Eleven age-matched (±4 days) Hereford heifers were examined by transrectal ultrasonography daily for 18 days beginning 20 weeks (5 months) before puberty (first ovulation) to determine the suitability of the transrectal ultrasound technique for imaging the ovaries of prepubertal heifers and to test the hypothesis that ovarian follicular development occurs in waves in prepubertal heifers. Satisfactory ovarian images were obtained during preliminary ultrasound examinations conducted 4 weeks before the observational period (that is 32 weeks of age), during which a semirigid probe extension was used to allow external manipulation of the intrarectally placed ultrasound transducer. Daily examinations commencing at 36 weeks of age were accomplished by intrarectal placement of the operator's hand and transducer, without complication, in all 11 heifers throughout the observational period. Periodic increases in the number of follicles detected (day effect, P < 0.02) were inversely related to the diameter of the largest follicle (r = −0.3, P < 0.03). Portions of three anovulatory follicular waves were detected in all heifers during the observational period (first and third waves in part and second wave in whole). Individual follicles destined to assume a dominant or subordinate position in a wave were retrospectively identified and monitored beginning at a diameter of 4–5 mm. The interval between the emergence of dominant follicles of successive waves (interwave interval) was 8.0 ± 0.4 days and the interval between successive maxima in the number of follicles per heifer per day was 8.1 ± 0.5 days. The growing phase of the dominant follicles best fit a quadratic curve. The growing phase of the largest subordinate follicles, and the static and regressing phases of dominant and subordinate follicles best fit simple linear expressions. Periodic surges in serum concentrations of FSH (day effect, P < 0.0001), but not of LH (day effect, not significant), were associated with follicular wave dynamics. FSH surges (increase and decrease, respectively, best fit quadratic curves) spanned a mean of 3 days and reached maximum values 0.9 ± 0.3 days before emergence of the wave. Results supported the hypothesis that follicular development occurs in waves in prepubertal heifers. Mechanisms controlling the well-ordered phenomena of wave emergence, follicle selection and follicle regression, similar to those of sexually mature heifers, were present in 36-week-old prepubertal heifers.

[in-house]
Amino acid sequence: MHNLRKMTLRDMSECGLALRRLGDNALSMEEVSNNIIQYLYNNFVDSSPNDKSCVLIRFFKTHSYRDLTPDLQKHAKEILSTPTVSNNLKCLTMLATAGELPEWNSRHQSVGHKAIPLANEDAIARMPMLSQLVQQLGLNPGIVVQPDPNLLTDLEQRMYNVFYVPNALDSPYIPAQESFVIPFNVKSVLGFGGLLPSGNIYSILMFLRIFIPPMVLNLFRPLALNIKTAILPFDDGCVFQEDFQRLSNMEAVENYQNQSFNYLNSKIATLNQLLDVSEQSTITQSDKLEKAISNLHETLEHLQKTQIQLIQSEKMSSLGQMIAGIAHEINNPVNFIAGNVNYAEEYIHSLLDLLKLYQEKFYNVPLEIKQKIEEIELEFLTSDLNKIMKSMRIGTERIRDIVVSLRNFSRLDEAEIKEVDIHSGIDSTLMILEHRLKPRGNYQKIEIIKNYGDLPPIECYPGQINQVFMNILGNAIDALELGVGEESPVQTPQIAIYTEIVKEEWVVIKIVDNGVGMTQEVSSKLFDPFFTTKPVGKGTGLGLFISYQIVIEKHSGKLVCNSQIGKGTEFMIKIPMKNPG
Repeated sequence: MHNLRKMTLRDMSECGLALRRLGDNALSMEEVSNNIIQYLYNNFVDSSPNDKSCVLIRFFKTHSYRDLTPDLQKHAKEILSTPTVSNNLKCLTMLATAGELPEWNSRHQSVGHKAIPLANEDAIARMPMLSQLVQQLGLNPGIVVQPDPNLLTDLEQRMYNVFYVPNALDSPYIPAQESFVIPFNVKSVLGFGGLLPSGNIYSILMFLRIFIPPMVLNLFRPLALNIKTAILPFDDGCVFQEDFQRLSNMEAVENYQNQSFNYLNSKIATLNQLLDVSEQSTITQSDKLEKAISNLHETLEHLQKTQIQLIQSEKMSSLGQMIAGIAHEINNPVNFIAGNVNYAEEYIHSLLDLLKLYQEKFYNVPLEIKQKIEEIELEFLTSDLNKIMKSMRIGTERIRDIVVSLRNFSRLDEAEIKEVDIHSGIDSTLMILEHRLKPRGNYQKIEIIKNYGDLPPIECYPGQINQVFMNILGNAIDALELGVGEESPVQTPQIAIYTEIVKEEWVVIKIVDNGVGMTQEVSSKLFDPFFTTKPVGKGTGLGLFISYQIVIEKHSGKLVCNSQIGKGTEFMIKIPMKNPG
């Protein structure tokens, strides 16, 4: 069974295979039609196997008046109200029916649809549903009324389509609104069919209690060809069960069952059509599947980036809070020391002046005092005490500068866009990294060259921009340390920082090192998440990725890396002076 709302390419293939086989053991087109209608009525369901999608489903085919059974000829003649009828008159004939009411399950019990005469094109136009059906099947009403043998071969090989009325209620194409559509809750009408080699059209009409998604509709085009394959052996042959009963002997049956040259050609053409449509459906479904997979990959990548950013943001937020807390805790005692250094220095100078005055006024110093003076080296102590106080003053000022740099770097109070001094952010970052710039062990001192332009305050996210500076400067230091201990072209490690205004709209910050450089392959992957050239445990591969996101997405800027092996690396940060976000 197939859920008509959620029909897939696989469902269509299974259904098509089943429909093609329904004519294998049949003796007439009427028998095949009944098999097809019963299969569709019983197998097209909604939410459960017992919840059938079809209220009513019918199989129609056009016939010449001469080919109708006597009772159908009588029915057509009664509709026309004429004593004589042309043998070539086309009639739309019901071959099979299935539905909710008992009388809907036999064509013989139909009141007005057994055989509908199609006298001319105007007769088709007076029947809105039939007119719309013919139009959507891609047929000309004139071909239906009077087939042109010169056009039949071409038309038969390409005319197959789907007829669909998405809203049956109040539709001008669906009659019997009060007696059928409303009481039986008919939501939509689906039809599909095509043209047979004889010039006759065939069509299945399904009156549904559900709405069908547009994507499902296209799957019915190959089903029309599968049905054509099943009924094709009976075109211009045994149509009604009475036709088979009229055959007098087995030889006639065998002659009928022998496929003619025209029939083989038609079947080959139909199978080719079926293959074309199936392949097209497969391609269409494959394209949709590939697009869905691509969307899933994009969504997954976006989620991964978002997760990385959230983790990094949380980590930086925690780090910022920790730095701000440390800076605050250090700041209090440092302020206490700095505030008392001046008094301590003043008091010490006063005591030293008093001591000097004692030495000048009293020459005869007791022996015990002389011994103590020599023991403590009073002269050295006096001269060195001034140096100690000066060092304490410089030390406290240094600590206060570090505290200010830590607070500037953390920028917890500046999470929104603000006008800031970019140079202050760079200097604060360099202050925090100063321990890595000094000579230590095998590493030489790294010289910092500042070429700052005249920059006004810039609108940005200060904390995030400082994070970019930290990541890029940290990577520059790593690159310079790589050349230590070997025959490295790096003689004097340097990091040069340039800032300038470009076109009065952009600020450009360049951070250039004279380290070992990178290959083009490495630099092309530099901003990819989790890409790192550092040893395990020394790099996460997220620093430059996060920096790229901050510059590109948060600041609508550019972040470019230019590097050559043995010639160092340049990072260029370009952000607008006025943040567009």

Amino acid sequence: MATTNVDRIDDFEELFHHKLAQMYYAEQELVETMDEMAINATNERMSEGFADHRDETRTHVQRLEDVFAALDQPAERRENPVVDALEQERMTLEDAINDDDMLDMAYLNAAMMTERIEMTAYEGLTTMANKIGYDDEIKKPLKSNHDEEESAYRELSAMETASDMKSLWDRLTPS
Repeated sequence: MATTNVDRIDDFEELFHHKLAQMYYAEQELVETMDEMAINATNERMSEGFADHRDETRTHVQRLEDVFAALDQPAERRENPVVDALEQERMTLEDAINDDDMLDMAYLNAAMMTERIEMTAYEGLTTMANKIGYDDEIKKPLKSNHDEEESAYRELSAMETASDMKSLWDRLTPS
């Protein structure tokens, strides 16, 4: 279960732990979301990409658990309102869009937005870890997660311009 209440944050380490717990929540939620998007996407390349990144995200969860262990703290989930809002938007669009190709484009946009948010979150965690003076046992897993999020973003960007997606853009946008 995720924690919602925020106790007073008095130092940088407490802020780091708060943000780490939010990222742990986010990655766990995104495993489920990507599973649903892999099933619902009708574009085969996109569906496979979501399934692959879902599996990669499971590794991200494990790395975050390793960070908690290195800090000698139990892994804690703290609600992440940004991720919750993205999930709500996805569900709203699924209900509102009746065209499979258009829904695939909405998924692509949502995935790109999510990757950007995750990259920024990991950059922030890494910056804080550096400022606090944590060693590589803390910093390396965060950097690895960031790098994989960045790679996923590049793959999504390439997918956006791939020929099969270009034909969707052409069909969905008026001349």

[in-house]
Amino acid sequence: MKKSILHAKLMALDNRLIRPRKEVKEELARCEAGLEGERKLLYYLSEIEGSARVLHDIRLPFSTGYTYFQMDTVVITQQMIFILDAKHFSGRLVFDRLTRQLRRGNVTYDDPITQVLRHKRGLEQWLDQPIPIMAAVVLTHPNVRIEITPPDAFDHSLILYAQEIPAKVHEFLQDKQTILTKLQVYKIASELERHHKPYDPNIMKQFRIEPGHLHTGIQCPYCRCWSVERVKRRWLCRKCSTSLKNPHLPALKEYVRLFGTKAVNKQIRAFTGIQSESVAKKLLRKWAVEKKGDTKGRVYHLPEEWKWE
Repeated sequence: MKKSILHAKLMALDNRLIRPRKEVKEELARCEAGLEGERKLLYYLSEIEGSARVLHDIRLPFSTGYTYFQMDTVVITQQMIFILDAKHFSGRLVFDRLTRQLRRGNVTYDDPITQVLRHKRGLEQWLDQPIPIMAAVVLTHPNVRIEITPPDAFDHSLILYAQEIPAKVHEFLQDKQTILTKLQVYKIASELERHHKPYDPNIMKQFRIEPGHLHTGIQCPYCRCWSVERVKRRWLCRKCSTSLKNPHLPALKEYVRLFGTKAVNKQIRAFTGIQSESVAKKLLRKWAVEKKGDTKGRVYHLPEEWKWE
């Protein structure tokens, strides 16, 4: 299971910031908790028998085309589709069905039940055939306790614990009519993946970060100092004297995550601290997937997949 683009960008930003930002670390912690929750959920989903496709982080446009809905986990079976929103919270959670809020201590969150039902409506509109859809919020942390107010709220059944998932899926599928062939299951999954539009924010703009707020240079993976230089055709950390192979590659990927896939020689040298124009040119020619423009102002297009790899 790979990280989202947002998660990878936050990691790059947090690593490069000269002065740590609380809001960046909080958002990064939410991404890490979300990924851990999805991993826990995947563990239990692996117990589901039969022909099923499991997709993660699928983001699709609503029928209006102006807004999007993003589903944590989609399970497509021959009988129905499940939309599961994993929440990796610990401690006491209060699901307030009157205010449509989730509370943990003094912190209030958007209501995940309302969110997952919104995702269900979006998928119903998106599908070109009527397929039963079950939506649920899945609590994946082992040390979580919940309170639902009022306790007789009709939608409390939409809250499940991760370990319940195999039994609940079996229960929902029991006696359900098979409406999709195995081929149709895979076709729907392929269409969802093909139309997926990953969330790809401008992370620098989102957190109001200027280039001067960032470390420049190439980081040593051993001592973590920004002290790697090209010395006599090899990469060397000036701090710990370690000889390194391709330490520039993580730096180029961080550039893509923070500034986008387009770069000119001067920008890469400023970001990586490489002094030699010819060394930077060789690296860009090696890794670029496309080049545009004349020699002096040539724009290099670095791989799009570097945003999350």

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R. K. Chandolia, A. C. O. Evans and N. C. Rawlings